Demographics

Vital Valley, Struggling Valley
Demographics

Vital Valley, Struggling Valley

By Sharon Simonson SAN JOSE and PALO ALTO—As San Francisco and Silicon Valley lead California job growth, Bay Area economic recovery remains irregular. San Francisco and the South Bay have regained their 2007 peak employment—but not their dot-com peaks—while the East Bay, Oakland and Marin County have only begun to recover from the financial crisis, according to Palo Alto’s Center for Continuing Study of the California Economy and state data. Thirteen years after the dot-com boom, at not quite $91,000 a year, Santa Clara County’s median household income remained 11 percent below what it was in 1999, while 7 percent fewer households, or more than 12,000, earned above $150,000 a year, according to the most current Census Bureau data. San Francisco has 13,000 fewer employed residents toda...
Historic Burbank Positioned for Change
Culture, Demographics

Historic Burbank Positioned for Change

By Sharon Simonson BURBANK, Unincorporated Santa Clara County — What’s in a number? Not everything, said 35-year-old Shirley Chan, who purchased her Burbank neighborhood home near West San Carlos Street and Bascom Avenue in 2011. The boundaries for the Burbank Community Association, which Chan leads, encompass neighborhoods that have some of the lowest median household incomes in Santa Clara County. But Chan grew up in West San Jose and attended the neighborhood’s Luther Burbank School. As leader of her neighborhood’s association, she is working to drive its gentrification. “I moved to Burbank because I think there is a lot of opportunity, and I want to tap into that,” she said. Chan cites proximity to downtown San Jose; Mineta San Jose International Airport; Westfield Valley ...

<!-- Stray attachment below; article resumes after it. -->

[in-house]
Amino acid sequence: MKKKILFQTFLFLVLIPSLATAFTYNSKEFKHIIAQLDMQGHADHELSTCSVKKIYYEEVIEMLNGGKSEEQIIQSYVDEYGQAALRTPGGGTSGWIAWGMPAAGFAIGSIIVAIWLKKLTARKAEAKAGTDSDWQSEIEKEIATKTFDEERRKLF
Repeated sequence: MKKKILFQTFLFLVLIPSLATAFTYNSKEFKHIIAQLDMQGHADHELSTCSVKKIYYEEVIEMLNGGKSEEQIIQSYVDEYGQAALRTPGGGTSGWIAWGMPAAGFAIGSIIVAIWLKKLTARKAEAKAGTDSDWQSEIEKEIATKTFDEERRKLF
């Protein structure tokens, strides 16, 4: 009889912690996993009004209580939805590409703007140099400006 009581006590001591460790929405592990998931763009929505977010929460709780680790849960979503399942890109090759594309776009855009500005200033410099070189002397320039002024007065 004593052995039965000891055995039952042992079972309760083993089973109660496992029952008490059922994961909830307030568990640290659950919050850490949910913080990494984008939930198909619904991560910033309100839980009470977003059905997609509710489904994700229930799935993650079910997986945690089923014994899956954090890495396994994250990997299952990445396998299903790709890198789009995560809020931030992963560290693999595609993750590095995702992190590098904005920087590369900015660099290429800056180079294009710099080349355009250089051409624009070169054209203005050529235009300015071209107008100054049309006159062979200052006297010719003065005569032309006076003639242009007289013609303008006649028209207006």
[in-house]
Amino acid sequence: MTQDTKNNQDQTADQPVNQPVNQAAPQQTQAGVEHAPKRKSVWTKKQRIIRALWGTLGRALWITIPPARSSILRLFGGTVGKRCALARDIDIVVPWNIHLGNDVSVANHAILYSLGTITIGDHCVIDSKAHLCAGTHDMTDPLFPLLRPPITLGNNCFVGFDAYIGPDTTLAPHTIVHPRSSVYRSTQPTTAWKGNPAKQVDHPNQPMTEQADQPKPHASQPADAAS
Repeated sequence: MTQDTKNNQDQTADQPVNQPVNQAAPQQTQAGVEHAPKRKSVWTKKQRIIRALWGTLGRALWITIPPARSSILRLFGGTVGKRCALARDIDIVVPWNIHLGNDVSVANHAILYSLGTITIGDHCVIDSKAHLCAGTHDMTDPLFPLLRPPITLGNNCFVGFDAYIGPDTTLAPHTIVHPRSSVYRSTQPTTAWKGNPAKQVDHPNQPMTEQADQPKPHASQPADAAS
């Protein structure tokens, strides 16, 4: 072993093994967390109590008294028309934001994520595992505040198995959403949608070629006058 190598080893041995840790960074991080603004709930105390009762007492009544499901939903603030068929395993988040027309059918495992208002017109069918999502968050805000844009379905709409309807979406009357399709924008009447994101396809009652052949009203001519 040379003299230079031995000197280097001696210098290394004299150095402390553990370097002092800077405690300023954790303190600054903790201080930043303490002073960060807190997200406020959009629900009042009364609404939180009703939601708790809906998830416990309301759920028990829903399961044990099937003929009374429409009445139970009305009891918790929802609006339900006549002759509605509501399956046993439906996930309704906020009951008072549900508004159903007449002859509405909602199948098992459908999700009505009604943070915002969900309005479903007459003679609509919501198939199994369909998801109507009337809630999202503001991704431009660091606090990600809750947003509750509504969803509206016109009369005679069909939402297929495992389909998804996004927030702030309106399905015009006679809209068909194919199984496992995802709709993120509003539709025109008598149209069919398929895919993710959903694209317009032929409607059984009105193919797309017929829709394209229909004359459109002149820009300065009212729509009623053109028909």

Census 2020 Seeks to Unravel Race from Ethnicity
Demographics

Census 2020 Seeks to Unravel Race from Ethnicity

By Sharon Simonson Tech companies releasing demographic data about their workforces are entering an emerging and potentially fraught conversation, though perhaps not at all about what they imagine. Since the end of May, Silicon Valley’s Google Inc., Yahoo Inc., LinkedIn Corp. and Menlo Park’s Facebook Inc. have released “diversity” counts by gender, race and ethnicity about their national and global workers. They have uniformly criticized themselves for their largely white and Asian male populations and pledged to broaden their human spectrum. But in their information releases — in particular their graphical representations of their workforces’ statistical makeup — the companies have used nomenclature that differs from that used by the federal government, conflating two histor...